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DPChallenge Forums >> Photography Discussion >> photographing the moon
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03/11/2003 08:33:44 AM · #1
I have the sony f707 and someone posted a great moon shot awhile back. I have not been able to duplicate it, even with a 2x tele attached to my camera. Anyone have some tips on this subject?? thanks, in advance.
03/11/2003 08:49:32 AM · #2
Use spot metering/ exposure as you are exposing for something that is lit by full sunlight, but in the middle of a black sky. You want a shortish exposure time, otherwise the moon'll move and you'll get a blur.

The other secret is that most good moon pictures are really small crops from the overall file, unless you are using a telescope.

An early morning example (larger version)
This was shot at 1/350s at f4.0 (ISO 400) with a 200mm lens, mainly
because I didn't have a tripod to take it with. a narrower aperture
would have given better results, but you can work out the exposure
for the moon from that.



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Message edited by author 2003-03-11 08:53:14.
03/11/2003 08:58:43 AM · #3
Here are a couple of mine with the Sony 1.7x teleconverter. The first one was taken in the full 5MP and croped out the unwanted areas. The second one was taken in the 1280x960 (?) mode.

I used a tripod, manual settings to reduce the glare and make the surface details stand out. There is no magic setting since the moon varies in brightness you will just have to take many pics at different apeture and shutter speeds.

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and here is another moon shot with my 707...

The Moon with a Sony 707

of course I used my telescope with my 707 to get this one :)

James

Message edited by author 2003-03-11 09:07:11.
03/11/2003 09:13:30 AM · #4
Great shot Gordon. When you say 200mm, do you mean 320mm with your D60 because of the magnification factor? I really look forward to trying these kind of shots.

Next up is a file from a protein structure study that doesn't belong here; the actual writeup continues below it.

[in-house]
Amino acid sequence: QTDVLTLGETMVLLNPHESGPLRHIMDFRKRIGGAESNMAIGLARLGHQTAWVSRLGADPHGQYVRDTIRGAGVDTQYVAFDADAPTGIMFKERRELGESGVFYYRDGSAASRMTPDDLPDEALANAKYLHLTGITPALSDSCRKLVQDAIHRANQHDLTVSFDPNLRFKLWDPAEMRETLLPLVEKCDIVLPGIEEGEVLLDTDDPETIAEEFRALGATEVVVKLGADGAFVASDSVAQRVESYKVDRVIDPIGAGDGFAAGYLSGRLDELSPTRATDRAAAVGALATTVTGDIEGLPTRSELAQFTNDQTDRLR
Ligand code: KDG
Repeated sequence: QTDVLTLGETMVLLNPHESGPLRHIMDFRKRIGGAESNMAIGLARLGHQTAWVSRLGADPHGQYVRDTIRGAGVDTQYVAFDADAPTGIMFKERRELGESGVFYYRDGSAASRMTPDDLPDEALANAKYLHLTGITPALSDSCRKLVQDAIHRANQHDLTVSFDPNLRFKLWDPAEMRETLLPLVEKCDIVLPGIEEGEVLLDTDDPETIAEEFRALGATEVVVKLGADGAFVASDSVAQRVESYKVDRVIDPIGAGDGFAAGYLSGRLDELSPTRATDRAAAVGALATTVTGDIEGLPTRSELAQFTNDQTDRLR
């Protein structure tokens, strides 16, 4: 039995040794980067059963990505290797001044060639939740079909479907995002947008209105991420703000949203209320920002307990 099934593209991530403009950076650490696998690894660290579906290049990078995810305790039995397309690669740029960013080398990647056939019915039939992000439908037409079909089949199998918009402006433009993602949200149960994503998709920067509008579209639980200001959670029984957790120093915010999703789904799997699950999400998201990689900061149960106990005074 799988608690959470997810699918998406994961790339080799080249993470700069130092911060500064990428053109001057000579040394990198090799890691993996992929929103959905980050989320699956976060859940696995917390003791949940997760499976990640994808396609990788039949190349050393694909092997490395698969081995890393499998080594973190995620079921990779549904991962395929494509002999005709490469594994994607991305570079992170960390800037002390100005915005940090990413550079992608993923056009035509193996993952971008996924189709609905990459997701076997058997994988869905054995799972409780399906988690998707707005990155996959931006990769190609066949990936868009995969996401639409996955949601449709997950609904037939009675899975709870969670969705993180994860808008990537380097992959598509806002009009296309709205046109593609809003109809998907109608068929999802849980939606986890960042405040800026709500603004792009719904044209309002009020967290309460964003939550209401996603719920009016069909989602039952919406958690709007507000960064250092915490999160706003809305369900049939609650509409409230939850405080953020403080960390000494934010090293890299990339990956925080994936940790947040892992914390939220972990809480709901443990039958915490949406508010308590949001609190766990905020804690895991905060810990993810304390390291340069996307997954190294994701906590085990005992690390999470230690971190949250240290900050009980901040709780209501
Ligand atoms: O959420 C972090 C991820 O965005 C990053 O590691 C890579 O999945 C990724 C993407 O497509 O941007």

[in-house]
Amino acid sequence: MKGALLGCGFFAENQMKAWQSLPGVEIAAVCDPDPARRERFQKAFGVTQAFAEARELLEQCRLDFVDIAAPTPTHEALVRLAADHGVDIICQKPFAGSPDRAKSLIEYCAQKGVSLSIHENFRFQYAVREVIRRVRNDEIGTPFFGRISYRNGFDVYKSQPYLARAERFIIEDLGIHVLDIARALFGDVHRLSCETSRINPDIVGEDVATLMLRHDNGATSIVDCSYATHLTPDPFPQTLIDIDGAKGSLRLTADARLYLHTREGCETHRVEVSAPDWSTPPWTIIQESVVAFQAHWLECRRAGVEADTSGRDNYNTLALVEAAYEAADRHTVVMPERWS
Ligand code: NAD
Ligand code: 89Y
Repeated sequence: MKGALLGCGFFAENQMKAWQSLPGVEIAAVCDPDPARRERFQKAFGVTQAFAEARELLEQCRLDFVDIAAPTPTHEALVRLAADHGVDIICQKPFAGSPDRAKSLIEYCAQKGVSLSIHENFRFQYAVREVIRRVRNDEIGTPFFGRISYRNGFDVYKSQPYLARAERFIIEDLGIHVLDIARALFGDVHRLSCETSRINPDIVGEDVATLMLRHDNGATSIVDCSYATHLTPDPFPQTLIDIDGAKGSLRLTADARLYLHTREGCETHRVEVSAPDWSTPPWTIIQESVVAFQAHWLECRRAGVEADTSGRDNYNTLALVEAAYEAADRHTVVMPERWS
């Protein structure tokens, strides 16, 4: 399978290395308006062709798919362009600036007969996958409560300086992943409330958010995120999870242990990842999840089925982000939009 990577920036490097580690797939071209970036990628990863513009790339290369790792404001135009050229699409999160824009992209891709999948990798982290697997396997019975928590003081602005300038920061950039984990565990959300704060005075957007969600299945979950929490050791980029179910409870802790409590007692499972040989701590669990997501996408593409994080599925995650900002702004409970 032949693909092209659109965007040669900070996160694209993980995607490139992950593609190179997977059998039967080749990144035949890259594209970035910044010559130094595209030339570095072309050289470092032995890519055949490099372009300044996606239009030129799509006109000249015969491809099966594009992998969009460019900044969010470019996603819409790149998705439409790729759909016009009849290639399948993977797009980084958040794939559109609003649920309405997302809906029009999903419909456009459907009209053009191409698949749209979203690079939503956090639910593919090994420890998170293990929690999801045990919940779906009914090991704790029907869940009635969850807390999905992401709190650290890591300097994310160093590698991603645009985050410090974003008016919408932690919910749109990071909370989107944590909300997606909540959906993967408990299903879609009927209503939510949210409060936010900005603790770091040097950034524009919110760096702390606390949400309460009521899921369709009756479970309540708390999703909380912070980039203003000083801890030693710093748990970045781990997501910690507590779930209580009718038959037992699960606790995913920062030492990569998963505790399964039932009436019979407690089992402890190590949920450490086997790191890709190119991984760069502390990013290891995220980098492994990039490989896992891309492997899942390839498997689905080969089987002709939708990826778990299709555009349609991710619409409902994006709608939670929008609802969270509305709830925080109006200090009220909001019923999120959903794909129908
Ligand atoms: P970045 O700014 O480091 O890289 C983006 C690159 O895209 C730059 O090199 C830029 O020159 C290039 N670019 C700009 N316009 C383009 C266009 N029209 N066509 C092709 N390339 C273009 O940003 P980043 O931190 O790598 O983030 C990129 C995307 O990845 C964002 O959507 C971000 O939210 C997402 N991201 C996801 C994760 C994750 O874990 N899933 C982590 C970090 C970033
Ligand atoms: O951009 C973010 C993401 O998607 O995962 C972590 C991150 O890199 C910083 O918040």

By the way, what % crop did you do for your final image. I really like this picture.
03/11/2003 09:33:15 AM · #5
Originally posted by Jacko:

Great shot Gordon. When you say 200mm, do you mean 320mm with your D60 because of the magnification factor? I really look forward to trying these kind of shots.

By the way, what % crop did you do for your final image. I really like this picture.


Yup, 320mm effective for a 35mm film camera. That shot was full frame, no crop.

Here's another one: This time a 300mm lens, (480 effective) 1/6s at f27, ISO 100. This time roughly a 20% crop from the frame.

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03/11/2003 09:36:29 AM · #6
Also, for more info than you probably want to know, including tips, tricks and exposure settings try Michael Oates lunar photography web page

There is a table at the end you can use to dial in the correct exposure setting for any particular kind of moon phase.
03/12/2003 09:23:37 AM · #7
That Oates article was great, thanks, Gordon!
03/12/2003 12:35:14 PM · #8
Thanks Gordon, I cant believe the wealth of knowledge one can get from these wonderful tutorials, Thanks again.
03/12/2003 01:18:44 PM · #9
when i took this moon
i had to take a bunch of shots adjusting the exposure up and down to get the darkness correct...
i think Gordon's shots also used a I/S lens that helped a lot compared to previous tries.. here is another i took without the I/S lens
Blue moon
03/12/2003 02:45:33 PM · #10
Are you talking about an image stabilized lens?? (i/s lens) PS, those last two moon shots posted are awesome!